EI Africa Regional Committee tackles impact of the crisis in education
The EI Africa Regional Committee, held in Accra, Ghana, from 8-11 February, began with a one-day orientation seminar for new Committee members elected in Congo Brazzaville in December 2010. It focused on the negative impact of the economic crisis in Africa, which is undermining quality education in the region.
The Committee consists of two representatives from each of six regional zones, the chair, and vice-chair. EI Executive Board members from Africa are also part of the Committee. EI General Secretary, Fred van Leeuwen, and Deputy General Secretary, Charlie Lennon, also attended the meeting.
The EI General Secretary, in a presentation on confronting the crisis, said EI on its own lacks the capacity to confront the crisis through trade union action because it has to work within its affiliates’ scope of action at national level. He outlined the EI World Congress strategy to confront the crisis, which aimed at mitigating the effects of the crisis on education.
This strategy which is designed to defuse a potential social time-bomb, includes investing in schools and educators, delivering high quality educational services, building unity, and preparing for a Global Action Day on 5 October 2013.
This strategy would be advanced by engaging with potential strategic partners like the G8-G20, the Organisation for Economic and Cooperation Development, World Bank, UNESCO, Global Partnership for Education (formerly known as Fast Track Initiative), and the Global Fund for Education.
Kwabena Nyarko Otoo, Director of the Labour Research and Policy Institute from the Ghana Trade Union Congress, explained the origins of the crisis and how it became globalised. He talked about the impact of the crisis on Africa and responses to it.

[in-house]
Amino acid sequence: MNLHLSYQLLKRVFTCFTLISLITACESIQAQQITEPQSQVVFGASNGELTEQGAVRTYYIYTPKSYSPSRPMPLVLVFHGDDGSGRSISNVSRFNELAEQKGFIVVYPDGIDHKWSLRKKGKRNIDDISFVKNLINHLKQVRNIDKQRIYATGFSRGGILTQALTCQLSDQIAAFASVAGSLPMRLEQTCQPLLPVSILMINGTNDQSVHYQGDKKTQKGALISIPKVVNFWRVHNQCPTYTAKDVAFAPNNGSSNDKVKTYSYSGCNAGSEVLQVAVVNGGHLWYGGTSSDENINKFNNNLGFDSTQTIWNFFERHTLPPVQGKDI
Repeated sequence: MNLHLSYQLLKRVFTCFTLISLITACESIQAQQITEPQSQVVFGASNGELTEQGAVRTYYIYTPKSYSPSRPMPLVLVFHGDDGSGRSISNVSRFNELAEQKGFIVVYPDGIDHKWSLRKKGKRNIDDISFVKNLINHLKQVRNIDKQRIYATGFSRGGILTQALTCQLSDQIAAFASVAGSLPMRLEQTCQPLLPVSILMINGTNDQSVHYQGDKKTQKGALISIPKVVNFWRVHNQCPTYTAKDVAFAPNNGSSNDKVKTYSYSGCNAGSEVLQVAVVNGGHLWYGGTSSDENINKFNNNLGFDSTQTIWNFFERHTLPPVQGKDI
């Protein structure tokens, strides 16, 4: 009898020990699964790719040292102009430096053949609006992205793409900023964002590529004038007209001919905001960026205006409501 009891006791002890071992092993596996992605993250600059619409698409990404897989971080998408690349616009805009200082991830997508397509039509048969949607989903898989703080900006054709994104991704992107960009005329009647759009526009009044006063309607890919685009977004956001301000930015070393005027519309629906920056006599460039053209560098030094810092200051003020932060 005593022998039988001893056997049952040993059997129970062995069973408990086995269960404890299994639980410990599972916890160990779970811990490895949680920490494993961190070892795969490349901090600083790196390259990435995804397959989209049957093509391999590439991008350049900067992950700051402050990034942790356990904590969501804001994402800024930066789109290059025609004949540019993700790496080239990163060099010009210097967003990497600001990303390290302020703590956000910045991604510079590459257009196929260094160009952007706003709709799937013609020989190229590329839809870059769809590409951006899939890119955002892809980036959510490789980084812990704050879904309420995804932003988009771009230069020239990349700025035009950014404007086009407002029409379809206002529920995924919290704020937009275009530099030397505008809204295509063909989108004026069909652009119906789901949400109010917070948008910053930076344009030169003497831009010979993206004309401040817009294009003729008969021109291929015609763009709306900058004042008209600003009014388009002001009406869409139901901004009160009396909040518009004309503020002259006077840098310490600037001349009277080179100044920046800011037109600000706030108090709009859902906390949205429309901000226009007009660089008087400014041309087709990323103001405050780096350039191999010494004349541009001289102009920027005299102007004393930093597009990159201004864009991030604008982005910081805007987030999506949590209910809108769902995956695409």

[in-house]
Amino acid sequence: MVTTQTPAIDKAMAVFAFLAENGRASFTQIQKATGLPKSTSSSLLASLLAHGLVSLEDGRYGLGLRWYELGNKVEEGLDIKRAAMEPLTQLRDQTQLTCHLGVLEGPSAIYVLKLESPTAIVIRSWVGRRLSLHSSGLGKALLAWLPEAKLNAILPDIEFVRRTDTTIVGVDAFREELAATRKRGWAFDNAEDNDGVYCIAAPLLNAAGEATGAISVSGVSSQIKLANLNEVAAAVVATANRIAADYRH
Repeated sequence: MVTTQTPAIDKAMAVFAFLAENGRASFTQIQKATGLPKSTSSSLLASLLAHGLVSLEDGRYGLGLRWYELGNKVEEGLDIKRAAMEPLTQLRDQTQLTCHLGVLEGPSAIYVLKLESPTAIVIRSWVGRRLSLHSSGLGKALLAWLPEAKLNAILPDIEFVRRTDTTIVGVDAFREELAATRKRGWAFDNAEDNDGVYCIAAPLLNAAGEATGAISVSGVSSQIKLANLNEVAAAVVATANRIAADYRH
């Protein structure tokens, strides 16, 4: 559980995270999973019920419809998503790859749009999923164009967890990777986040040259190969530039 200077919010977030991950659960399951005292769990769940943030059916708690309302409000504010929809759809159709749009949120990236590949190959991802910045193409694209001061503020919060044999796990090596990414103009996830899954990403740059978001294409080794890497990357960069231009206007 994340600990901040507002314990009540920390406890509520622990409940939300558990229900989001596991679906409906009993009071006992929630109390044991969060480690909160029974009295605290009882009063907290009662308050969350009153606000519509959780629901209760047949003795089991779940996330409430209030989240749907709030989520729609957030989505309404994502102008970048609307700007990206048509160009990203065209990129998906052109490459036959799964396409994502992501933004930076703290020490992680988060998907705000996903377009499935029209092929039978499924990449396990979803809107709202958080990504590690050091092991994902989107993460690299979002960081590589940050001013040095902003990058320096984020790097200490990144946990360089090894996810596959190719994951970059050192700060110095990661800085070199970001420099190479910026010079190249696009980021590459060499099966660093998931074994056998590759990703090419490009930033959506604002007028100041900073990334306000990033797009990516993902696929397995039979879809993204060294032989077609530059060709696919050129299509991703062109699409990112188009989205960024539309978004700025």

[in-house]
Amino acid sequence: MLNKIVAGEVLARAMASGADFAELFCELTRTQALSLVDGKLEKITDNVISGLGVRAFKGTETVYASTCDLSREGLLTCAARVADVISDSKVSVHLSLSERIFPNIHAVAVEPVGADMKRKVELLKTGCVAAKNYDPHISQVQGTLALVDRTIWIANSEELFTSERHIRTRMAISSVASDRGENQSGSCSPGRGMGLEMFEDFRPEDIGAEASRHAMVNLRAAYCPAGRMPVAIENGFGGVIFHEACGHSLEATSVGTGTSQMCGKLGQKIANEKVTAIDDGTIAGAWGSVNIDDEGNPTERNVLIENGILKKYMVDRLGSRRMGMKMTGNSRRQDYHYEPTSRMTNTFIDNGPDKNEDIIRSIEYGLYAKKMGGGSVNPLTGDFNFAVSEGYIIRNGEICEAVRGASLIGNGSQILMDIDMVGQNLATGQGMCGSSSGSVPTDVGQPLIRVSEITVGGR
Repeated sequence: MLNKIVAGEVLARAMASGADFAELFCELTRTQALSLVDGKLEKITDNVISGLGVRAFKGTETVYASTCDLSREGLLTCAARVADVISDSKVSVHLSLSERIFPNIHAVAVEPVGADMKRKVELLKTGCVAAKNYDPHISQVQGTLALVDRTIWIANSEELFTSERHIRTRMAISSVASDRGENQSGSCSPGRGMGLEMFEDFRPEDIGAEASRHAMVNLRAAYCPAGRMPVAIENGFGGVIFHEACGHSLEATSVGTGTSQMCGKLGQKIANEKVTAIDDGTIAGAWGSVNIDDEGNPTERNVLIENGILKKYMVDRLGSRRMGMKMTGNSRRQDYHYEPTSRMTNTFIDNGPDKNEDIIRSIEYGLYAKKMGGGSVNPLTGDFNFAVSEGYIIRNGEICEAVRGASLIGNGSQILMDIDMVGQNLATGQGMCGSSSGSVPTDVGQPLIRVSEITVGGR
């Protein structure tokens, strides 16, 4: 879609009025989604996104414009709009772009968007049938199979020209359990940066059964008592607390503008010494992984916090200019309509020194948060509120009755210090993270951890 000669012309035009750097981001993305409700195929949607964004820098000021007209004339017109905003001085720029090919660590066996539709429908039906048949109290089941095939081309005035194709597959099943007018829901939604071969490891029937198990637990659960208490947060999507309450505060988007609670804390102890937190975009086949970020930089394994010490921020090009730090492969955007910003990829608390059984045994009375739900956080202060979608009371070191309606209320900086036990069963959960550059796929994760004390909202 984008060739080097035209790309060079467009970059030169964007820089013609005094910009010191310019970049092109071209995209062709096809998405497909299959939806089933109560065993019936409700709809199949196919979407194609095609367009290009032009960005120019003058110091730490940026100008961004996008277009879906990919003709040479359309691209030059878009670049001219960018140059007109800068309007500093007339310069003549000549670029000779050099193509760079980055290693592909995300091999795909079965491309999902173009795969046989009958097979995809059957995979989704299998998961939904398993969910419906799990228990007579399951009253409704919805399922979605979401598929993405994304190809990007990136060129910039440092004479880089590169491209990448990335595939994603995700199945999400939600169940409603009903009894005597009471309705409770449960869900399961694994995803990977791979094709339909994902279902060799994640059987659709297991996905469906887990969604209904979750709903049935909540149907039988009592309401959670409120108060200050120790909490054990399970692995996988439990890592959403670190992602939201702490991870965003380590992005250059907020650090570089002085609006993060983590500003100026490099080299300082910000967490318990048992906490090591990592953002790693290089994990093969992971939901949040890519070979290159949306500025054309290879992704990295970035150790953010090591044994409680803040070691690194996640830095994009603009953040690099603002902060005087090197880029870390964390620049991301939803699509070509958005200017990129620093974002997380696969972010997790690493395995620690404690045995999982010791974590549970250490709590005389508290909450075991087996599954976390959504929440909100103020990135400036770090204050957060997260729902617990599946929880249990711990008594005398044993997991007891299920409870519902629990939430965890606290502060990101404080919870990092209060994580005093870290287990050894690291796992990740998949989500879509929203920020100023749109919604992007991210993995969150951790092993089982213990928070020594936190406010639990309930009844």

He concluded that the current neoliberal economic paradigm is incapable of dealing with the needs and challenges of Africa and its people. He added Africa needs ethical and accountable states ensuring equitable distribution of resources, and putting the human factor and employment at the heart of their macroeconomic policy framework.
Professor Pai Obanya also gave a presentation on the potential impact of the global economic crisis on education in Africa.
He deplored the dependency syndrome, rendering Africa vulnerable to whatever happens to developed economies.
Sub-Saharan Africa, he added, is lagging behind in the achievement of Education for All goals because of the quality of its politics, which in turn determine the quality of educational policies, and educational outcomes.
Obanya also gave details of the difficulties which, he believed, were faced by the education sector in Africa and suggested possible courses of action for citizens, unions, and professional educators to mitigate the effects of the crisis on education.
Participants acknowledged the reality and severity of the effects of the crisis, and stated that some countries in the region were living in denial. They participants underlined the necessity of confronting the impact of the crisis as a priority.
Discussions at this orientation seminar also focused on the importance of the development of early childhood education, and the relevant recommendations made by the EI 6th World Congress held in July 2011 in Cape Town, South Africa.